Arsenal’s 2-0 loss at Stamford Bridge on Sunday showed what a lot of us already knew. First, Chelsea is the overwhelming favorite to win the Premier League title this season while the Gunners are no contenders. Second, Hazard is a match-winner while Ozil goes missing in the big games. And third, Mourinho’s teams are sound defensively while the heart of the Arsenal defense is vulnerable.
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Wenger fielded the same team that thrashed Galatasaray 4-1 in the Champions League on Wednesday with the exception of Wilshere who replaced Oxlade-Chamberlain in the starting lineup. While the Turkish club gave the Gunners plenty of space by opting for a high defensive line, Mourinho did not make the same tactical mistake. With a low defensive line, the Blues forced Welbeck to play back to goal or drift to the wing and gave Sanchez less room for getting in behind the back four.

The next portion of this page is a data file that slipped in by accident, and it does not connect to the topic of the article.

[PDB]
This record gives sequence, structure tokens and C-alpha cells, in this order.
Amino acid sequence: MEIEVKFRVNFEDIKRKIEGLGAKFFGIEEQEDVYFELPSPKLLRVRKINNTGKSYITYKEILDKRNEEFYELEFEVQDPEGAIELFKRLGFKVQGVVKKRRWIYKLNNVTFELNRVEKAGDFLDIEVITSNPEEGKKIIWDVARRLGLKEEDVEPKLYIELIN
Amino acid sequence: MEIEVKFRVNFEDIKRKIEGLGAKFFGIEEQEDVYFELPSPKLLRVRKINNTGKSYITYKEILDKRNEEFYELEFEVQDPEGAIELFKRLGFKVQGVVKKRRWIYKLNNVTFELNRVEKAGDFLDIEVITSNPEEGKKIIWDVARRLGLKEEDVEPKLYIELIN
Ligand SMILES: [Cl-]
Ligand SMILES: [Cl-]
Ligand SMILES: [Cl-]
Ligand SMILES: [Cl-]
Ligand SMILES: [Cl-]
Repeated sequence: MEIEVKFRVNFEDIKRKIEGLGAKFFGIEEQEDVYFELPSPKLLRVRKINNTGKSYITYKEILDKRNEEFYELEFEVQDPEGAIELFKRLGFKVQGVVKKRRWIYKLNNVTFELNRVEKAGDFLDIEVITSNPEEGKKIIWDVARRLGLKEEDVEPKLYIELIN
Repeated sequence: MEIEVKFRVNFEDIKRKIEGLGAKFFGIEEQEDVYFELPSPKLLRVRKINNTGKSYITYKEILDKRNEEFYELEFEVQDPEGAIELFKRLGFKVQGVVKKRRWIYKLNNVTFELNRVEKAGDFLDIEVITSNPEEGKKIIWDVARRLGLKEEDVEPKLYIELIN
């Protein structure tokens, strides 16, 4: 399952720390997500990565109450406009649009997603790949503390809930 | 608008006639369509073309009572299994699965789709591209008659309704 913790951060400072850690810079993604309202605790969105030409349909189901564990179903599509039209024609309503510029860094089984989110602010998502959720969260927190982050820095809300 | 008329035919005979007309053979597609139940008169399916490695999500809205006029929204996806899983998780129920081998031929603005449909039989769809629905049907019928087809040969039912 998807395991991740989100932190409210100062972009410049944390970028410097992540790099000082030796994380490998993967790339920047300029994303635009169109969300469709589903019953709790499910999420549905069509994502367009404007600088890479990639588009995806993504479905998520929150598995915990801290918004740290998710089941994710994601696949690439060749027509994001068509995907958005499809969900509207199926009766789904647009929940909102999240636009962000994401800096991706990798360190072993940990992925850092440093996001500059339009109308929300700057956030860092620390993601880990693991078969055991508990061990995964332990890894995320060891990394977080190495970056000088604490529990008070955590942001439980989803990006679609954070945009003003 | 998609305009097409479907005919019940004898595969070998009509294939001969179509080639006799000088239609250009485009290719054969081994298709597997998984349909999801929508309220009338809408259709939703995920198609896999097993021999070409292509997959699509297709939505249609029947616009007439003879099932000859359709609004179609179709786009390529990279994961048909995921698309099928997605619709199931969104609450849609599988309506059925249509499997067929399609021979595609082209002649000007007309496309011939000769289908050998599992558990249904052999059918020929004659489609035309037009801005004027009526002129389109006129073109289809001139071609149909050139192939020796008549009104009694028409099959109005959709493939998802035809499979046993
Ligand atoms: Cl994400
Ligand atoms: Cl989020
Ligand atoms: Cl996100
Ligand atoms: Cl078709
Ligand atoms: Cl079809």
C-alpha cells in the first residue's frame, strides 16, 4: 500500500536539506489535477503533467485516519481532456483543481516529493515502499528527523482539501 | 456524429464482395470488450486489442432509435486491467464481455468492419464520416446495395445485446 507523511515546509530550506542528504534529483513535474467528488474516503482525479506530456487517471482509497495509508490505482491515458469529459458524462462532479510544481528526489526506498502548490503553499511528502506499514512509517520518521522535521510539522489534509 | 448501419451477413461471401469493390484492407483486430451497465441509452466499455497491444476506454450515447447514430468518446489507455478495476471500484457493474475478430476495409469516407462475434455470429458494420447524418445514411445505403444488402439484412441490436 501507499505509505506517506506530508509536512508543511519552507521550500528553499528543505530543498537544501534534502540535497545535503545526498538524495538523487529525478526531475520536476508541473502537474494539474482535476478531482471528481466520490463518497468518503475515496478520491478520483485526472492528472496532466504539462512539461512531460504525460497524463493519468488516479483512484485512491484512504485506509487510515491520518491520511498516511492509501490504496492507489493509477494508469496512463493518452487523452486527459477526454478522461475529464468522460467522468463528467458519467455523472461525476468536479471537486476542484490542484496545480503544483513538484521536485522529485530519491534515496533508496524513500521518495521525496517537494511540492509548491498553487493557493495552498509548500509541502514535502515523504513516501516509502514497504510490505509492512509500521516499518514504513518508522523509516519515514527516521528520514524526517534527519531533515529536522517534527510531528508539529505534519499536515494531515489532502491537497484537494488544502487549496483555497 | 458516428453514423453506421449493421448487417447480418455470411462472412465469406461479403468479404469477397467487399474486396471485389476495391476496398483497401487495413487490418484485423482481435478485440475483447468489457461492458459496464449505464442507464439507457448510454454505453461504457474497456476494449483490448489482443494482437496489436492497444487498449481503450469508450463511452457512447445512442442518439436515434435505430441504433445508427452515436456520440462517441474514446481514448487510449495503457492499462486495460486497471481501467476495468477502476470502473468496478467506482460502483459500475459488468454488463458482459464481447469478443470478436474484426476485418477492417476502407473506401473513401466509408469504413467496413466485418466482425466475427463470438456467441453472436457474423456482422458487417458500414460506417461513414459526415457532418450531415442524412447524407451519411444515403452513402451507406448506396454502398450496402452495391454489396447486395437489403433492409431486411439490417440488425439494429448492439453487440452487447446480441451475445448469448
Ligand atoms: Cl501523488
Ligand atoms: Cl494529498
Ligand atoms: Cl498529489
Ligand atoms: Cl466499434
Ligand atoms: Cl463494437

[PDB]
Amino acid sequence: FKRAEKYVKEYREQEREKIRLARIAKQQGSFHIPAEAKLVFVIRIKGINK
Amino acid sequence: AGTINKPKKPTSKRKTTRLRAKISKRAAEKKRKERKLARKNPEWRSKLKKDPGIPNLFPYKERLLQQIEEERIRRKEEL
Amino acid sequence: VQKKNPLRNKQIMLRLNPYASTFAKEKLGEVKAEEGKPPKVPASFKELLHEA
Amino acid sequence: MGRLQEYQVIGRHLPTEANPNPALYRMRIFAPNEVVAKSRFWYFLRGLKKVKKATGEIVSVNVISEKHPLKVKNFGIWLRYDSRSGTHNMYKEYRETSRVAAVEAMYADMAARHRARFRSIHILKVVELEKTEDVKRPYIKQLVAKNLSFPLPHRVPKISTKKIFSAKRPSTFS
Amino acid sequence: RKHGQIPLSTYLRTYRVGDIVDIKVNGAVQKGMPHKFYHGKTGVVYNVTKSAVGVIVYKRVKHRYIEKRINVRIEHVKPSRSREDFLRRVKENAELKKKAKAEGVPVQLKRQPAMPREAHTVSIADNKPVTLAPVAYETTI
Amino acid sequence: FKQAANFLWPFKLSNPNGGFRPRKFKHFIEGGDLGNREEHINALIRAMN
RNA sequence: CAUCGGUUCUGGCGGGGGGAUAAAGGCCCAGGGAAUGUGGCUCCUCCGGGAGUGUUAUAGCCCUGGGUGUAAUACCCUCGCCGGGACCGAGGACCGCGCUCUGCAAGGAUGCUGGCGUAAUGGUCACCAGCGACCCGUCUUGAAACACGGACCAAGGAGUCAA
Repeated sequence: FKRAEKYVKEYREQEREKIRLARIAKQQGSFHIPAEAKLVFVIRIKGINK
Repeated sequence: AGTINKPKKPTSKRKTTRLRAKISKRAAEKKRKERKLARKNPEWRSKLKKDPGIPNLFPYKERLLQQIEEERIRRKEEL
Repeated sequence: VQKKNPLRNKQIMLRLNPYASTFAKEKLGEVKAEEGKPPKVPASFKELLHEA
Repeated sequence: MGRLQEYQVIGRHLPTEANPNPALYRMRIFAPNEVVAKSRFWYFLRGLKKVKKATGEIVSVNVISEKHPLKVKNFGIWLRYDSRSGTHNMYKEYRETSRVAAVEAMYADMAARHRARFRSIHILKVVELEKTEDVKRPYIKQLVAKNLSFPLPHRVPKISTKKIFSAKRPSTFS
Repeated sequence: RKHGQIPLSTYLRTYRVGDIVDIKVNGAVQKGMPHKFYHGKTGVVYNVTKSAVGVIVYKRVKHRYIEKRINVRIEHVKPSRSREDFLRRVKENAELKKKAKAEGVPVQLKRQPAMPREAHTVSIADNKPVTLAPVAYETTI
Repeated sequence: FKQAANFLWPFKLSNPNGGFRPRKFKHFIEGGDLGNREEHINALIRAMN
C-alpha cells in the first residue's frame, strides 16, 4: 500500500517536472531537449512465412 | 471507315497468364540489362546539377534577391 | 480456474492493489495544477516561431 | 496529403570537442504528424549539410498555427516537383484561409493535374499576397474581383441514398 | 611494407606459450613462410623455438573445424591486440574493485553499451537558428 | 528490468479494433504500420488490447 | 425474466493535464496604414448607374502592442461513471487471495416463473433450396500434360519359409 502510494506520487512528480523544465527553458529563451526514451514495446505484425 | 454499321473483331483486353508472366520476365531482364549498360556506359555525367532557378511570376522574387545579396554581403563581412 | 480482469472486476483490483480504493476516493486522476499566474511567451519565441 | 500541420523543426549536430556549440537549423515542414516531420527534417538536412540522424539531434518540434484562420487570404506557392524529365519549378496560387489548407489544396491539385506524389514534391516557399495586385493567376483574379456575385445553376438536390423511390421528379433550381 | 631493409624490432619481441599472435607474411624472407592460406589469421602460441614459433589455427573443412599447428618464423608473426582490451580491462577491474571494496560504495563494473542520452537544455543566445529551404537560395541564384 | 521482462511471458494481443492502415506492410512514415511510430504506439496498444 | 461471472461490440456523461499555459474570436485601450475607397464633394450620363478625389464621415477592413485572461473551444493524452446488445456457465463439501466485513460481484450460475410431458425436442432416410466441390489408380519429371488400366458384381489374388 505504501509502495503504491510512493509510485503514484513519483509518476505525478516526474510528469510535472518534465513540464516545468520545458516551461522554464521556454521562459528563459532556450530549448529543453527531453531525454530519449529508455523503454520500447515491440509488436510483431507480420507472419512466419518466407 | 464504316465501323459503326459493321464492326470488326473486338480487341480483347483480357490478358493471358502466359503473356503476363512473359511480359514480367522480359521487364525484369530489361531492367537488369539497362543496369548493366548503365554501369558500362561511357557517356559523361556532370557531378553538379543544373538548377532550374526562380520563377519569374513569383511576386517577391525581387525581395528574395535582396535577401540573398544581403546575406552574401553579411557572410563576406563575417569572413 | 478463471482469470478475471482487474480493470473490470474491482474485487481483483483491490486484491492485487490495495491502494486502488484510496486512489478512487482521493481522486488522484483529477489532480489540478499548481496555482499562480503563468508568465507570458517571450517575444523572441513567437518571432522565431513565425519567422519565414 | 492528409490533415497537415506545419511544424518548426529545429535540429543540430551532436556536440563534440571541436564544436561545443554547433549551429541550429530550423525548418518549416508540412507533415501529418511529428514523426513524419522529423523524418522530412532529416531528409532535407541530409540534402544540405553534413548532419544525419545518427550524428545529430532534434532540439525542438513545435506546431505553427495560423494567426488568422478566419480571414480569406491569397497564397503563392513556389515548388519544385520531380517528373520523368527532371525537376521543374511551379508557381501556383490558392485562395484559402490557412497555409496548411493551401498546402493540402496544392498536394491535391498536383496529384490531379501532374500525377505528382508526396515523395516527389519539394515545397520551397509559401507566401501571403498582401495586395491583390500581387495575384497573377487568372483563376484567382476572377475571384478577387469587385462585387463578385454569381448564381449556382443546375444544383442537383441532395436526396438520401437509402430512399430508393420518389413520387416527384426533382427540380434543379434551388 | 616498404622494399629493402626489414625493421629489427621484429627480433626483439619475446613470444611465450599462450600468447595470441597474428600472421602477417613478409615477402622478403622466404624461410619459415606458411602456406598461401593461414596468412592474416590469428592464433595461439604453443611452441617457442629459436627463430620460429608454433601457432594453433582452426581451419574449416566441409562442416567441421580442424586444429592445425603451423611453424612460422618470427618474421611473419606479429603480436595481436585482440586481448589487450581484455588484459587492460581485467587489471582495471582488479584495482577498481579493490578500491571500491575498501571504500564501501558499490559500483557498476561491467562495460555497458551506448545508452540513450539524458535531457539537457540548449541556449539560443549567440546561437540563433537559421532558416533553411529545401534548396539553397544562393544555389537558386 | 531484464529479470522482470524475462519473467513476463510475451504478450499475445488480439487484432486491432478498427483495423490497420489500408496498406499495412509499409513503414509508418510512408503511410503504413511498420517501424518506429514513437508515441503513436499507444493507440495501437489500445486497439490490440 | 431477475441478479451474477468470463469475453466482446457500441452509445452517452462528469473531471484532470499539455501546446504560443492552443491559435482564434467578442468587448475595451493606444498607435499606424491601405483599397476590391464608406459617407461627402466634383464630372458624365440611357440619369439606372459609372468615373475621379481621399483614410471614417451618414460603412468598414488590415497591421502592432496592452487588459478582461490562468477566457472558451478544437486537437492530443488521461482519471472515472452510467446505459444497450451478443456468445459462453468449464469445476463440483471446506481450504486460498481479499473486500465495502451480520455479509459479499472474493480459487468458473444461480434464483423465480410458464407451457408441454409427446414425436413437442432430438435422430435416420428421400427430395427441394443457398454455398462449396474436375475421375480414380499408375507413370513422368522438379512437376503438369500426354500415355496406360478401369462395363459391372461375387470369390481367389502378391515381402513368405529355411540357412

Arsenal enjoyed 53 percent of ball possession and had 10 shots to five for Chelsea, but those stats are misleading. The Blues were much more efficient in the final third with three shots on target to none for the Gunners. And they prevented Arsenal from hitting them on the fast break with cynical fouls.
Chelsea’s tight defense
Sanchez had a bit of space in the opening minutes. The Chile international led a counterattack in the third minute and fired a speculative shot from 30 yards instead of keeping the play alive. Then Chelsea poorly executed the offside trap in the 10th as Sanchez chased a long ball from Wilshere. Sanchez was clean through on goal but missed his first touch, allowing Courtois to collect the ball before colliding with the goalkeeper.